-Regarding what’s happening inside Russia, I must defer to you, since it’s your country, and what occurs there affects you and those you love directly. The West’s caricature of Putin as a new Hitler intent on conquering Europe is patently false, however. When the Soviet Union collapsed in 1991, NATO had 16 members. Now, it has 31. Expanding eastward, it has nuclear missiles arrayed across the border from Russia. Is that not a threat to your native country? Putin’s war against Zelensky’s Ukraine is a reaction against this encroaching threat. He’s certainly not trying to take over Europe. Since NATO has waged war against Russia, Putin may be forced to take this war beyond Ukraine. Waging this war, Putin hasn’t bombed Kiev the way the USA bombed Hanoi, Belgrade or Baghdad, etc. When US attacked Libya, a desert nation, it attacked its water infrastructure. The fact that Western politicians and celebrities are still flying into Kiev shows Putin’s restraint. He’s held back so much, some people even claim there’s no war in Ukraine!
Whatever Putin is doing in Russia can’t be worse than what Hanoi regime has done to Vietnamese dissidents, but does that mean I would support a US backed war against Vietnam? Of course, not. Earlier this year, a Western friendly Lao dissident was shot at a Vientiane cafe. Miraculously, he survived and is in a Thai hospital. Most Laos wouldn’t use this incident to call for US intervention! That would be madness. Whatever you think of Putin, make sure you’re not on the side of those trying to destroy Russia.
Keep in mind the US doesn’t stand with anybody but Israel and war profiteers, so a key aim of the Ukraine conflict is to fatten Lockheed Martin, Northrop Grumman, General Dynamics and Raytheon, etc. American politicians are also not shy about their hatred of Russia and Russians. In March, Lindsey Graham exclaimed, “The Russians are dying… Best money we ever spent!” Imagine if he had said that about Jews.
Though Russia has created one of the greatest Western civilizations, Western idiots still refuse to see Russia as Western. This led Alexander Blok to write “Scythians,” which has this at the beginning, “We are hordes and hordes and hordes. / Try and take us on! / Yes, we are Scythians! Yes, we are Asians— / With slanted and greedy eyes!”
Napoleon famously said, “Scratch a Russian and you’ll find a Tartar.” Added to this prejudice is the Jewish hatred of Russia, but they despise everyone they’ve had a long history with, Persians, Egyptians, Americans and, now, all white people. Demonization energizes Jews. The people behind this Ukraine war want as many Slavs killed as possible.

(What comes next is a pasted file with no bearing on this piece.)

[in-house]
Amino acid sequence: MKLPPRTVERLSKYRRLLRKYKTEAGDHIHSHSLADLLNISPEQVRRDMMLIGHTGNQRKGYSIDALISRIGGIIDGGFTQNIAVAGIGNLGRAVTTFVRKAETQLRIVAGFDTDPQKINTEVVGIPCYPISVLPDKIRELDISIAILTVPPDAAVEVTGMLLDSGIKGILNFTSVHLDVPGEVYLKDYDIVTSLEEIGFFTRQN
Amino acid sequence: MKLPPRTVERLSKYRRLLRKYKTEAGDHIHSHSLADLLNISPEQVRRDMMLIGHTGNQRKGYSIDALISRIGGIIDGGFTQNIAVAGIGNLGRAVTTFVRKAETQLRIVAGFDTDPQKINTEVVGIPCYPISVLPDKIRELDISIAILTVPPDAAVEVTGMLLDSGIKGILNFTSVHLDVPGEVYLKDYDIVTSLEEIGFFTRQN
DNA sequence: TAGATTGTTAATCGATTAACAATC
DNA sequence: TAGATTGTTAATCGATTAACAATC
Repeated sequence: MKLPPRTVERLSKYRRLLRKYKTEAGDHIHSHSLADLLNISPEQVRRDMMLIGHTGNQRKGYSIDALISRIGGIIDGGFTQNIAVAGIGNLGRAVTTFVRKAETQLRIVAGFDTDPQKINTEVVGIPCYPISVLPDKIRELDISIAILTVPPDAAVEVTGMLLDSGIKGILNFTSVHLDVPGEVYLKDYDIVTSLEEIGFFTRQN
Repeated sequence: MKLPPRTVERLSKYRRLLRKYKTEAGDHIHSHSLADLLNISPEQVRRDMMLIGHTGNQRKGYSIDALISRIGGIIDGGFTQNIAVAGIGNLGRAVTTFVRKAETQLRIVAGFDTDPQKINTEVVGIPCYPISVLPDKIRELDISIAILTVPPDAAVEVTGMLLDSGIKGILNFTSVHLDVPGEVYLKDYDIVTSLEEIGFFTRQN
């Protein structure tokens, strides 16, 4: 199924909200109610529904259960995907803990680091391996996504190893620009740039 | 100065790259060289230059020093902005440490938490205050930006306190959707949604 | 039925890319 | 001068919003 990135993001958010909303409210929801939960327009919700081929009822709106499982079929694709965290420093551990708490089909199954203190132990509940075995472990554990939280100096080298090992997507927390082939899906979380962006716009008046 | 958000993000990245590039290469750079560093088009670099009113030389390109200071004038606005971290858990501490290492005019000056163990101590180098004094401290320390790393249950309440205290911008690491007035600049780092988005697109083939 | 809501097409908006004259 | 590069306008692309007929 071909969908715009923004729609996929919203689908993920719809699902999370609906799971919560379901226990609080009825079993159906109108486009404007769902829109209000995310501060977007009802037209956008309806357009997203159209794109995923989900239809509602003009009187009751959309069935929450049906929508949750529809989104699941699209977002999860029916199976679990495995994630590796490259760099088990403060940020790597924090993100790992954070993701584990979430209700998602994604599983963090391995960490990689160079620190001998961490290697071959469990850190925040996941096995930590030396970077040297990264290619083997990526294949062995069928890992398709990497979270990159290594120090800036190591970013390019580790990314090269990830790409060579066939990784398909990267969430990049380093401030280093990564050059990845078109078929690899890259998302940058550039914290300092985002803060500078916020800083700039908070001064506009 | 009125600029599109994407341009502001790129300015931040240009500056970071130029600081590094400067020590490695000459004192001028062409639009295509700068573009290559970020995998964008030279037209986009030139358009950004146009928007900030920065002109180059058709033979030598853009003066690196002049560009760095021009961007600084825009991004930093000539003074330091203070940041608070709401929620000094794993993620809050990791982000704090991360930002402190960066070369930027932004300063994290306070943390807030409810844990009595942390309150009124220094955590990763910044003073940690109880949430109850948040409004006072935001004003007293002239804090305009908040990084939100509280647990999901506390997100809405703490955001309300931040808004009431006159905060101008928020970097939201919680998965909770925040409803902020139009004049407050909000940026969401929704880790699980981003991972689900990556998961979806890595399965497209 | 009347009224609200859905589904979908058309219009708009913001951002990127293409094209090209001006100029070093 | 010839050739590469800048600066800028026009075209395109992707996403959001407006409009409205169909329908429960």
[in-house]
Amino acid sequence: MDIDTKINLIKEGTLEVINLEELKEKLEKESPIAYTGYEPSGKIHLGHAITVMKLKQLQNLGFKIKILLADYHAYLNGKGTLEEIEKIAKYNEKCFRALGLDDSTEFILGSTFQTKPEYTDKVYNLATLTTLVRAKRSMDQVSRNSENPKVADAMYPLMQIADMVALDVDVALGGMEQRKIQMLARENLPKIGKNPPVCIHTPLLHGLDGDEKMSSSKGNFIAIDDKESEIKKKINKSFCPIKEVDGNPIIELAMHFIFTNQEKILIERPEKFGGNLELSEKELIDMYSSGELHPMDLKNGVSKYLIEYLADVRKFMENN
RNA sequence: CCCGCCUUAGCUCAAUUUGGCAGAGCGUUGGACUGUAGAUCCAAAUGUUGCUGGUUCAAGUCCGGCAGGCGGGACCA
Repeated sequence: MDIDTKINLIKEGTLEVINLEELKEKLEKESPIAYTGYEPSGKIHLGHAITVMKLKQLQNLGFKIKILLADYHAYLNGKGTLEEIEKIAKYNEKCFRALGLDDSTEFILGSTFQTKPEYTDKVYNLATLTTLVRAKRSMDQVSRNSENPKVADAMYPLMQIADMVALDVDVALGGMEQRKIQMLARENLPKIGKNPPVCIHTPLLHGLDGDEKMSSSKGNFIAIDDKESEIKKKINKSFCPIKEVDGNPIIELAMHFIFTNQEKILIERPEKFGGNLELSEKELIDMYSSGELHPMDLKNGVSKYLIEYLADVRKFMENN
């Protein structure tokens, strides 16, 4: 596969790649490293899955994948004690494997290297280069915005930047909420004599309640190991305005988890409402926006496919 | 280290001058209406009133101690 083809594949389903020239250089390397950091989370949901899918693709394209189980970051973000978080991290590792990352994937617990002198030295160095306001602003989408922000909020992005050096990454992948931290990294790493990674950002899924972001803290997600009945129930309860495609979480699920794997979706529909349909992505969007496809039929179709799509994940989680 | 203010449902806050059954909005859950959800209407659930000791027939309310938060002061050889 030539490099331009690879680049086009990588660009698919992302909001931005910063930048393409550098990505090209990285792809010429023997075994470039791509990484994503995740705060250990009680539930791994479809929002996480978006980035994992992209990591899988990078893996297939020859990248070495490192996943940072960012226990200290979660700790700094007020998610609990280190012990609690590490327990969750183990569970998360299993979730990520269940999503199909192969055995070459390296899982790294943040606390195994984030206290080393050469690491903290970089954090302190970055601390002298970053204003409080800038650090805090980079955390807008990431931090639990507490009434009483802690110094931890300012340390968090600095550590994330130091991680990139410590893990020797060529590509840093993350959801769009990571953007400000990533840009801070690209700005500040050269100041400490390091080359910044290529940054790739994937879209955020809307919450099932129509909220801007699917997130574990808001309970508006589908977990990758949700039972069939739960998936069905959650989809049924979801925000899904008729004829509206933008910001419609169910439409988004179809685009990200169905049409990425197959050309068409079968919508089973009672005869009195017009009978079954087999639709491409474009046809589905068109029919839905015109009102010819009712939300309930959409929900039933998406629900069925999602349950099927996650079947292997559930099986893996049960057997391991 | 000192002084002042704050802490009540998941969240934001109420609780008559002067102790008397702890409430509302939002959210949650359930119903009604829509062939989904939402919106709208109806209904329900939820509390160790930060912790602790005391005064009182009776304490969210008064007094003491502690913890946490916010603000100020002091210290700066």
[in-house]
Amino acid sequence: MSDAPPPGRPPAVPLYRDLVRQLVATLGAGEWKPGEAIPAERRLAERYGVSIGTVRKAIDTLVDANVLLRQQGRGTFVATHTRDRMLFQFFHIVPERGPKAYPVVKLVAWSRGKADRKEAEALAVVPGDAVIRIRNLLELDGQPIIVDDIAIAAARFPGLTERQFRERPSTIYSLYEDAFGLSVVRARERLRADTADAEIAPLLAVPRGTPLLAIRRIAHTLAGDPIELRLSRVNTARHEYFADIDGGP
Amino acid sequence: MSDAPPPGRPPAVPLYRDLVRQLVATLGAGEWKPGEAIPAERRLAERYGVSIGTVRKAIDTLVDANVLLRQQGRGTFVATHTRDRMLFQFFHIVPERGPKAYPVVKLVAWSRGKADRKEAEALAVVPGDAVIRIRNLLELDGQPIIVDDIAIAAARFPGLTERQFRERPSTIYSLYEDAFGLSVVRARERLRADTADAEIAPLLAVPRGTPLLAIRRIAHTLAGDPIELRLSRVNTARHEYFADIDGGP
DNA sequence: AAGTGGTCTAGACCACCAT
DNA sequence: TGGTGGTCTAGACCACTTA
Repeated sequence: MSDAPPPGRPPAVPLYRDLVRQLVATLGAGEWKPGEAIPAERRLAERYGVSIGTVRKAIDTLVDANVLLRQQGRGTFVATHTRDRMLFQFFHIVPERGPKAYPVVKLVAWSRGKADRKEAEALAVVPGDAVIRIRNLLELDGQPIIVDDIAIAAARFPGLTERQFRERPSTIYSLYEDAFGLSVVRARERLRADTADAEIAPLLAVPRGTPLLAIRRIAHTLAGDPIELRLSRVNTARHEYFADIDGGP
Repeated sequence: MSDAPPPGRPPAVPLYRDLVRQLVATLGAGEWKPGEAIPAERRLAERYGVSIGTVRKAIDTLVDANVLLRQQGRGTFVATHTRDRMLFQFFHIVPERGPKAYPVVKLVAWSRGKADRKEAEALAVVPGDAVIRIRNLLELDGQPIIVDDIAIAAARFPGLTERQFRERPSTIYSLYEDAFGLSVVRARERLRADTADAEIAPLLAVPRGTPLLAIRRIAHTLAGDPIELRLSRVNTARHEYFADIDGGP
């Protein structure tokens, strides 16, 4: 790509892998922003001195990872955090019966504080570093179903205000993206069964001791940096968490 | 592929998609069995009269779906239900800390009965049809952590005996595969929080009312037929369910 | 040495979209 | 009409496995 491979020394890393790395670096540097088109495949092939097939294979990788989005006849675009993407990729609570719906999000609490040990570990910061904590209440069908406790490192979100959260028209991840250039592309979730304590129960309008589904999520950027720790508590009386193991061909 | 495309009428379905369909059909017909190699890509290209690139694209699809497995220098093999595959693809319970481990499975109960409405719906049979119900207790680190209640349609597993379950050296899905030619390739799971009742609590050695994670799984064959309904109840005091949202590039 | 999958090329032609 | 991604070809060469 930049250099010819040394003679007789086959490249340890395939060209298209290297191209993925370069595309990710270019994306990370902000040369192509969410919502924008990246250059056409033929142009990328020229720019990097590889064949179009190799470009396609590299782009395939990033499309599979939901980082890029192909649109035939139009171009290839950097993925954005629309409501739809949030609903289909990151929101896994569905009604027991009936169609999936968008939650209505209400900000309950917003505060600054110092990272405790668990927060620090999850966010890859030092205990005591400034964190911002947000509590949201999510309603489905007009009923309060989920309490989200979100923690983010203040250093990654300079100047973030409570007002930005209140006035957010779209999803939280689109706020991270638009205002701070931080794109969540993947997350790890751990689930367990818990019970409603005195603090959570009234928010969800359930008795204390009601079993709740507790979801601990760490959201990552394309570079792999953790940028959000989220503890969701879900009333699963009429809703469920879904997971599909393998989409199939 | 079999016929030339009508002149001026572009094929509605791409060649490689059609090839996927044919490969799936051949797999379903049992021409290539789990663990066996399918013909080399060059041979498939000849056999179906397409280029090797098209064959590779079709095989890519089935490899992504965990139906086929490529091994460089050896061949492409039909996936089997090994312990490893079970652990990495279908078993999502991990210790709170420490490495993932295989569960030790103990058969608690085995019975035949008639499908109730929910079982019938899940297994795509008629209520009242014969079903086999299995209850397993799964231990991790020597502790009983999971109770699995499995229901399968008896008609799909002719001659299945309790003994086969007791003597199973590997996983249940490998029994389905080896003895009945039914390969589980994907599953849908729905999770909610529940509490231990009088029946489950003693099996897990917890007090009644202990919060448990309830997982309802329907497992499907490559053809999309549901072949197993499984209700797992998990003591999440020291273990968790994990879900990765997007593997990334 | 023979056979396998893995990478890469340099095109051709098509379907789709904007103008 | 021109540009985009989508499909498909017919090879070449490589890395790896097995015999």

Due to their listings and enumerations, your poems provoke quite a claustrophobic sensation of being trapped in a room full of scattered random objects. It feels so crowded and tight, fragmented, and overwhelming. Quite often, lists provoke the opposite feeling of order and peace. In your poetry, object seem to be aggressive, displacing humans from their own lives. What’s behind that?
-Wow, I’ve never thought of my poems like that. I’d like to think that all of my objects are inserted for a reason, that nothing is random. I can’t say, though, that order and peace is a conscious objective in any of my writing. When asked by a woman in a Philly bar what I was trying to achieve with my poems, I said without hesitation, “Kill you!” But only from an excess of happiness, of course. After this poem, your life is complete, so why go on?
Let’s approach this another way. In still life painting, the artist would insert a skull to suggest death, or a clock to indicate the passage of time. Wilted flowers mean, before you know it, you’re old, ugly and stinky, with horrible skin and teeth. With photography, there are always random objects, however, despite the photographer’s deft framing of his meaningful or resonant scene. Perhaps some of my poems are like that.
I’ve written so many poems, I don’t even recognize some shown to me, but when you said “list,” I immediately thought of one. At least here, nothing is random:
Guide to Odors Vinegar: fresh guilt; your mother-in-law; mature love; patriotism. Sewage: scurvy; old men; solitude; sainthood. Turpentine: young men; a sweaty upper lip; vesicles. Cinnamon: sudden shame; a half-remembered dream; a strange bed; a town of 5,000. Urine: a city of 100,000; bar conversations. Garlic: attentive listening; a bus ride; a ridiculous hat; a drowsy face in a rain-flecked window. Canned tuna: the soul; menopause; foreigners. Acrid: pink, mottled flesh glimpsed through clear plastic; a genius. Ammonia: accolades; a high-speed crash on a deserted highway.
Note: With livestreaming conversation coming right up, I must cut this short. Part 3 will be posted soon.
[Pakse, Laos on 9/17/23]
[Ulsan, South Korea on 4/28/20]